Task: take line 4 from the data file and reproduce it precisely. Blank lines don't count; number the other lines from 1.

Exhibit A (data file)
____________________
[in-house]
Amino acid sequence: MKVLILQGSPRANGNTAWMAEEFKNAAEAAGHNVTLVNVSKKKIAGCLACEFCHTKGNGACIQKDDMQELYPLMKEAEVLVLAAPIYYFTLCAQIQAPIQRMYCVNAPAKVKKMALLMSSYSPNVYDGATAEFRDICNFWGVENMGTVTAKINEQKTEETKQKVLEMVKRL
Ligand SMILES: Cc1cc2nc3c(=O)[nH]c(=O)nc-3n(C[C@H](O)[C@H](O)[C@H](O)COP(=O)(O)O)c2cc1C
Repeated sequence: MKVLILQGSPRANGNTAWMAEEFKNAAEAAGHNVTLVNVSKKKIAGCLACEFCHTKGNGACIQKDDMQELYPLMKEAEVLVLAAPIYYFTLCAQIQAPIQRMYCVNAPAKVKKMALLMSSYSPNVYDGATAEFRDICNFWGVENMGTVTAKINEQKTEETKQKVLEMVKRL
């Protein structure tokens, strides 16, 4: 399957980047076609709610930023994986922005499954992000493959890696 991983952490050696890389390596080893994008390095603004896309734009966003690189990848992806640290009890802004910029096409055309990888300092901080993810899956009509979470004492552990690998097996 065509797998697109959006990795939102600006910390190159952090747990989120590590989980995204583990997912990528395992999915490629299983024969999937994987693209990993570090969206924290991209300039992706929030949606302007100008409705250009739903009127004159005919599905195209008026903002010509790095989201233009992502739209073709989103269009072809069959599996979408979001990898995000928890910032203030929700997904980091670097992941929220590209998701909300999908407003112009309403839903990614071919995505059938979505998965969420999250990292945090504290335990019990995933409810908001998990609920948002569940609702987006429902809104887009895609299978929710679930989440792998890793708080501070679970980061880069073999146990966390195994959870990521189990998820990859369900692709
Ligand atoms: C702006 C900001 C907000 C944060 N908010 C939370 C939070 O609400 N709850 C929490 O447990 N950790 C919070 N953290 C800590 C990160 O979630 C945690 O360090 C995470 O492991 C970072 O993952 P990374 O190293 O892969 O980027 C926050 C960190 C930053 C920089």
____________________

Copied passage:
Repeated sequence: MKVLILQGSPRANGNTAWMAEEFKNAAEAAGHNVTLVNVSKKKIAGCLACEFCHTKGNGACIQKDDMQELYPLMKEAEVLVLAAPIYYFTLCAQIQAPIQRMYCVNAPAKVKKMALLMSSYSPNVYDGATAEFRDICNFWGVENMGTVTAKINEQKTEETKQKVLEMVKRL